Vanloo, Charles Andre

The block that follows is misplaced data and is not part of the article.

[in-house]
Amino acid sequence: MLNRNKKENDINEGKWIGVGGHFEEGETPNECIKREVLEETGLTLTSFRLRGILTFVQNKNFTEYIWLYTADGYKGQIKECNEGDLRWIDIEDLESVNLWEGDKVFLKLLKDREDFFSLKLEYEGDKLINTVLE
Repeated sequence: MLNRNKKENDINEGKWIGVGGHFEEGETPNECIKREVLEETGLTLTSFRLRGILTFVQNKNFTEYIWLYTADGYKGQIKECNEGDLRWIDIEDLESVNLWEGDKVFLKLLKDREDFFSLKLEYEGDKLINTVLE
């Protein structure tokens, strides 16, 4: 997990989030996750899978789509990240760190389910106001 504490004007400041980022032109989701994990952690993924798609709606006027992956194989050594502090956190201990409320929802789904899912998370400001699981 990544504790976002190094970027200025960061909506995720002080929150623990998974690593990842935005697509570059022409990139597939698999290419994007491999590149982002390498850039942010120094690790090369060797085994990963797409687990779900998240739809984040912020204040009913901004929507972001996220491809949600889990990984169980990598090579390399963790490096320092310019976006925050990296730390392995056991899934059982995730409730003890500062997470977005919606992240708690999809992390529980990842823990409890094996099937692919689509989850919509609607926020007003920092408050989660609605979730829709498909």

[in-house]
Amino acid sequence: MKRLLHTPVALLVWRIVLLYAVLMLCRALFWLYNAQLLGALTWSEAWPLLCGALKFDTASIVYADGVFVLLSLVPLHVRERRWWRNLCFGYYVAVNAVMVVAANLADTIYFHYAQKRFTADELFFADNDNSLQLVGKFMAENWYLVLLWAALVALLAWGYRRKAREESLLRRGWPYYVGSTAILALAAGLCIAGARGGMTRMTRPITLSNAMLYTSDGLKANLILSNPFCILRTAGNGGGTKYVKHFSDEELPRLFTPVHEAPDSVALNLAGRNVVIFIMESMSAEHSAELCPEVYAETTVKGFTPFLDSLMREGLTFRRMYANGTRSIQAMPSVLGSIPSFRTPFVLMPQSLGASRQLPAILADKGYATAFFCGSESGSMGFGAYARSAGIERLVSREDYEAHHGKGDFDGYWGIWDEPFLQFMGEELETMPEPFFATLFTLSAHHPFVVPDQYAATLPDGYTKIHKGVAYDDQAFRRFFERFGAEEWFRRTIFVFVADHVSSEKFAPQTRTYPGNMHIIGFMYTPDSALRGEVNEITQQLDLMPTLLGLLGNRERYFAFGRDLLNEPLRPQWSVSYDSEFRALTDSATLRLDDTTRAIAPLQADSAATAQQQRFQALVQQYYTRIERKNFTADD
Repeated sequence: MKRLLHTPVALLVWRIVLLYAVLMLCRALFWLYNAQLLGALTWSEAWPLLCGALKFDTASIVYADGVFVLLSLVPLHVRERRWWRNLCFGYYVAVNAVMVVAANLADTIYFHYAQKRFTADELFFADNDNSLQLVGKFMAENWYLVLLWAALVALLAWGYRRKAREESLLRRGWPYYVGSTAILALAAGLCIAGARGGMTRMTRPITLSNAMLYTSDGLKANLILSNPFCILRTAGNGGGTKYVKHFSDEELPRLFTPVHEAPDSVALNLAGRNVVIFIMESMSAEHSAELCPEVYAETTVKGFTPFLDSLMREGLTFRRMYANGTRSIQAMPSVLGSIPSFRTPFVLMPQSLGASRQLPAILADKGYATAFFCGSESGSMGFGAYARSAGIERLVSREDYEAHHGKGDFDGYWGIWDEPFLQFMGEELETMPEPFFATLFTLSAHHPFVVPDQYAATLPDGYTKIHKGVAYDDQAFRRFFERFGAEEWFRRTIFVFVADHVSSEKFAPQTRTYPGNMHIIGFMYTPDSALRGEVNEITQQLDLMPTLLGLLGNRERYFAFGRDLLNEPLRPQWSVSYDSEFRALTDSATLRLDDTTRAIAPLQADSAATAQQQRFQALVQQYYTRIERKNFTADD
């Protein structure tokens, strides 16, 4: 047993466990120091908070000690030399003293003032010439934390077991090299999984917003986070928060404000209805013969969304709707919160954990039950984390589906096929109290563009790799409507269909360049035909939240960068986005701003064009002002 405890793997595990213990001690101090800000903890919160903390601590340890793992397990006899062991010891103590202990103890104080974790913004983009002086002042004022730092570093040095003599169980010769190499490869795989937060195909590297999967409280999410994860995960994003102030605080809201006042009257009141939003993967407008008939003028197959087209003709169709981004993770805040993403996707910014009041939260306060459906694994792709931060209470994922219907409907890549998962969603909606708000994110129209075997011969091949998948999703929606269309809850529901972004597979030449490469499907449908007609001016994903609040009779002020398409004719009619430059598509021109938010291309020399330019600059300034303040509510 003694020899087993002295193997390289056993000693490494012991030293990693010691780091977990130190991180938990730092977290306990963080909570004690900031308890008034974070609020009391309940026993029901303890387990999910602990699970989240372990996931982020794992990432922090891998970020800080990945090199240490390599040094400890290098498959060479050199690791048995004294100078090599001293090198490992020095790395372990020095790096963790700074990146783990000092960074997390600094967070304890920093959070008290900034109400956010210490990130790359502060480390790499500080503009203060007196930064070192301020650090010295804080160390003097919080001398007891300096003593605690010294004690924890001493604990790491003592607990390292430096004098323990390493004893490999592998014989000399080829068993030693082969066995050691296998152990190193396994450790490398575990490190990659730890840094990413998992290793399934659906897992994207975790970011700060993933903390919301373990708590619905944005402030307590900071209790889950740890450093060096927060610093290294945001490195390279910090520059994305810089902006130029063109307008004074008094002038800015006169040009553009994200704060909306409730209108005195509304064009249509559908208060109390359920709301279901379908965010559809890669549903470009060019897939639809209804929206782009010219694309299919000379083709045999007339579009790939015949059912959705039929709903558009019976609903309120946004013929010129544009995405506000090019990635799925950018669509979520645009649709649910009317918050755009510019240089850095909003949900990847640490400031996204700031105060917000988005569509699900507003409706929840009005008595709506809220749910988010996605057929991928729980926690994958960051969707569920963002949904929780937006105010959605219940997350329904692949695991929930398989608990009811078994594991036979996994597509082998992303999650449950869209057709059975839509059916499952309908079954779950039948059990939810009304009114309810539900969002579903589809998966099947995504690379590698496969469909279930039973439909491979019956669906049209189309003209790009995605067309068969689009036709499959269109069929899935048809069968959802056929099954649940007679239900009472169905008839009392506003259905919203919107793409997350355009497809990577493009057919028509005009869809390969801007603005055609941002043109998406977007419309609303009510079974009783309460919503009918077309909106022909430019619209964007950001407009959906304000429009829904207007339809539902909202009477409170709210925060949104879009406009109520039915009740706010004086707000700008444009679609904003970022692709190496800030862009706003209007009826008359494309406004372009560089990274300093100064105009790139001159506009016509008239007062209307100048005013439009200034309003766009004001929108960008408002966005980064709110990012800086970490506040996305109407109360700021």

Vanloo, Charles Andre called the Caatliere Carlo Vanloo, a French painter, was born at Nice in 1705. He was first instructed by his brother Jean Baptiste, whom he accompanied to Rome and studied under Luti; visited Paris in 1723, where he gained the first prize for historical composition; went again to Italy in 1727, where he studied the works of the masters more thoroughly, and took the prize in design at the Academy of St. Luke; went to the court of Turin, where he painted many pictures; returned to Paris in 1734; was admitted to the Academy in 1735; and was knighted by Louis XV in 1752, and granted a liberal pension for life. He died in 1765. His principal works are, The Apotheosis of St. Isidore, in Rome: — St. Francis, and St. Martha, in the same city: a series of subjects from the Jerusalem of Tasso in the royal palace, Turi: The Marriage of the Virgin, in the Gallery of the Louvre. He did important service in reforming the affected and gaudy style then prevalent in the French school. His countrymen are extravagant in his praises; but he may justly be compared with the best of the modern Italian painters. See Spooner, Biog. Hist. of the Fine Arts, s.v.